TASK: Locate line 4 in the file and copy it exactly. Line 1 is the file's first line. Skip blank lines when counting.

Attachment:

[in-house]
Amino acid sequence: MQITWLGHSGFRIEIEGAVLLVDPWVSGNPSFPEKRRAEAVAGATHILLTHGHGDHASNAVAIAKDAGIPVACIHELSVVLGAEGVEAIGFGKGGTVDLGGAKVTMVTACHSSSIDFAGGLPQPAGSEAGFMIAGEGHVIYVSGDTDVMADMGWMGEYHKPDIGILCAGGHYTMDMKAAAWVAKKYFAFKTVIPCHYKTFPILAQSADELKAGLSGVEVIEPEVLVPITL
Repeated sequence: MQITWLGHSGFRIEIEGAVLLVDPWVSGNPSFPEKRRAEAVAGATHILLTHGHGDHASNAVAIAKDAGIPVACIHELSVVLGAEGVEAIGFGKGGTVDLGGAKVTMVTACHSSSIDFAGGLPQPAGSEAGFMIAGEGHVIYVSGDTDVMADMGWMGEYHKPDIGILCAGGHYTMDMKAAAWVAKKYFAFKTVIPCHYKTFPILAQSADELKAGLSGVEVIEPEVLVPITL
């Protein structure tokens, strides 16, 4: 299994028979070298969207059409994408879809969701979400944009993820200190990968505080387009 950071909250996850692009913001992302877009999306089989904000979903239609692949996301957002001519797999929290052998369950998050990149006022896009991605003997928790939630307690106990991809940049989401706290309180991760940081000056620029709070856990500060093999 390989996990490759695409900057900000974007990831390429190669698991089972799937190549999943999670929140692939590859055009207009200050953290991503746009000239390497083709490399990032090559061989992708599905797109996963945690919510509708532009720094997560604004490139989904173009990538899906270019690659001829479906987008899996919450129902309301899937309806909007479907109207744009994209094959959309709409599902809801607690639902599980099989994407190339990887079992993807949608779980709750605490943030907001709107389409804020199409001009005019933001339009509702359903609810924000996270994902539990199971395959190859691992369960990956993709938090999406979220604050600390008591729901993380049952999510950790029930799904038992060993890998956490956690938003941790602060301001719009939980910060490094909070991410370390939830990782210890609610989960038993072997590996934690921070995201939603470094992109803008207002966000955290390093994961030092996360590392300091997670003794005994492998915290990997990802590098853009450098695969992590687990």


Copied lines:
């Protein structure tokens, strides 16, 4: 299994028979070298969207059409994408879809969701979400944009993820200190990968505080387009 950071909250996850692009913001992302877009999306089989904000979903239609692949996301957002001519797999929290052998369950998050990149006022896009991605003997928790939630307690106990991809940049989401706290309180991760940081000056620029709070856990500060093999 390989996990490759695409900057900000974007990831390429190669698991089972799937190549999943999670929140692939590859055009207009200050953290991503746009000239390497083709490399990032090559061989992708599905797109996963945690919510509708532009720094997560604004490139989904173009990538899906270019690659001829479906987008899996919450129902309301899937309806909007479907109207744009994209094959959309709409599902809801607690639902599980099989994407190339990887079992993807949608779980709750605490943030907001709107389409804020199409001009005019933001339009509702359903609810924000996270994902539990199971395959190859691992369960990956993709938090999406979220604050600390008591729901993380049952999510950790029930799904038992060993890998956490956690938003941790602060301001719009939980910060490094909070991410370390939830990782210890609610989960038993072997590996934690921070995201939603470094992109803008207002966000955290390093994961030092996360590392300091997670003794005994492998915290990997990802590098853009450098695969992590687990």